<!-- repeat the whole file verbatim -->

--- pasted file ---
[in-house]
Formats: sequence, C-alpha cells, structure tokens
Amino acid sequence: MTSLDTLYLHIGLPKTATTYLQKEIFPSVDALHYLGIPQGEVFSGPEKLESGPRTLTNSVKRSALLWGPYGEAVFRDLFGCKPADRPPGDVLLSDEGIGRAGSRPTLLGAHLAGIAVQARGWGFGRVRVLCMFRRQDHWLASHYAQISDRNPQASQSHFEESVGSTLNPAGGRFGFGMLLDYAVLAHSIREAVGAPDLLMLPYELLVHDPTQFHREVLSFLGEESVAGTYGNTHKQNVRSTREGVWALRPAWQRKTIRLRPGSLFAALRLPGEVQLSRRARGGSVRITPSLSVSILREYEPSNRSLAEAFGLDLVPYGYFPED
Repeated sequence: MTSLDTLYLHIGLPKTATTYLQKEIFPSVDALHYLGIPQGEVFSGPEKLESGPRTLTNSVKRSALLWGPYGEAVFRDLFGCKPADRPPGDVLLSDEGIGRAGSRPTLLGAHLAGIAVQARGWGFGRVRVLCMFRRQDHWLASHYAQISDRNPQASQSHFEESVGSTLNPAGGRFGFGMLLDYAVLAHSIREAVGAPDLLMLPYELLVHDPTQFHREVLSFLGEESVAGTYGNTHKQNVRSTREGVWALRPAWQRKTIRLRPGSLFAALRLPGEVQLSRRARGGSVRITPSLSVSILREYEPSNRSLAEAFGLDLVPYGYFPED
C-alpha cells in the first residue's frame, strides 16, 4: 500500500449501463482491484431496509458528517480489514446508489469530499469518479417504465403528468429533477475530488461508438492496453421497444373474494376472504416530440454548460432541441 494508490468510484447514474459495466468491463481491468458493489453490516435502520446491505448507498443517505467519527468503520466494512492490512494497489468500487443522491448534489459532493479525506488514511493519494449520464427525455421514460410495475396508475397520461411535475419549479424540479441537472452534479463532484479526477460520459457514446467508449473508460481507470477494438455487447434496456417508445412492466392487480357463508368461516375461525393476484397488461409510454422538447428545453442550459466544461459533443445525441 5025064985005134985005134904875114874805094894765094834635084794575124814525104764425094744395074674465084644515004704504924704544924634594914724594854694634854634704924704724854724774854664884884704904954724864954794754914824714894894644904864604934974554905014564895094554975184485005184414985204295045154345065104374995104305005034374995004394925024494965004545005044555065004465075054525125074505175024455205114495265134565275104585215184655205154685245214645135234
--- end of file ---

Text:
[in-house]
Formats: sequence, C-alpha cells, structure tokens
Amino acid sequence: MTSLDTLYLHIGLPKTATTYLQKEIFPSVDALHYLGIPQGEVFSGPEKLESGPRTLTNSVKRSALLWGPYGEAVFRDLFGCKPADRPPGDVLLSDEGIGRAGSRPTLLGAHLAGIAVQARGWGFGRVRVLCMFRRQDHWLASHYAQISDRNPQASQSHFEESVGSTLNPAGGRFGFGMLLDYAVLAHSIREAVGAPDLLMLPYELLVHDPTQFHREVLSFLGEESVAGTYGNTHKQNVRSTREGVWALRPAWQRKTIRLRPGSLFAALRLPGEVQLSRRARGGSVRITPSLSVSILREYEPSNRSLAEAFGLDLVPYGYFPED
Repeated sequence: MTSLDTLYLHIGLPKTATTYLQKEIFPSVDALHYLGIPQGEVFSGPEKLESGPRTLTNSVKRSALLWGPYGEAVFRDLFGCKPADRPPGDVLLSDEGIGRAGSRPTLLGAHLAGIAVQARGWGFGRVRVLCMFRRQDHWLASHYAQISDRNPQASQSHFEESVGSTLNPAGGRFGFGMLLDYAVLAHSIREAVGAPDLLMLPYELLVHDPTQFHREVLSFLGEESVAGTYGNTHKQNVRSTREGVWALRPAWQRKTIRLRPGSLFAALRLPGEVQLSRRARGGSVRITPSLSVSILREYEPSNRSLAEAFGLDLVPYGYFPED
C-alpha cells in the first residue's frame, strides 16, 4: 500500500449501463482491484431496509458528517480489514446508489469530499469518479417504465403528468429533477475530488461508438492496453421497444373474494376472504416530440454548460432541441 494508490468510484447514474459495466468491463481491468458493489453490516435502520446491505448507498443517505467519527468503520466494512492490512494497489468500487443522491448534489459532493479525506488514511493519494449520464427525455421514460410495475396508475397520461411535475419549479424540479441537472452534479463532484479526477460520459457514446467508449473508460481507470477494438455487447434496456417508445412492466392487480357463508368461516375461525393476484397488461409510454422538447428545453442550459466544461459533443445525441 5025064985005134985005134904875114874805094894765094834635084794575124814525104764425094744395074674465084644515004704504924704544924634594914724594854694634854634704924704724854724774854664884884704904954724864954794754914824714894894644904864604934974554905014564895094554975184485005184414985204295045154345065104374995104305005034374995004394925024494965004545005044555065004465075054525125074505175024455205114495265134565275104585215184655205154685245214645135234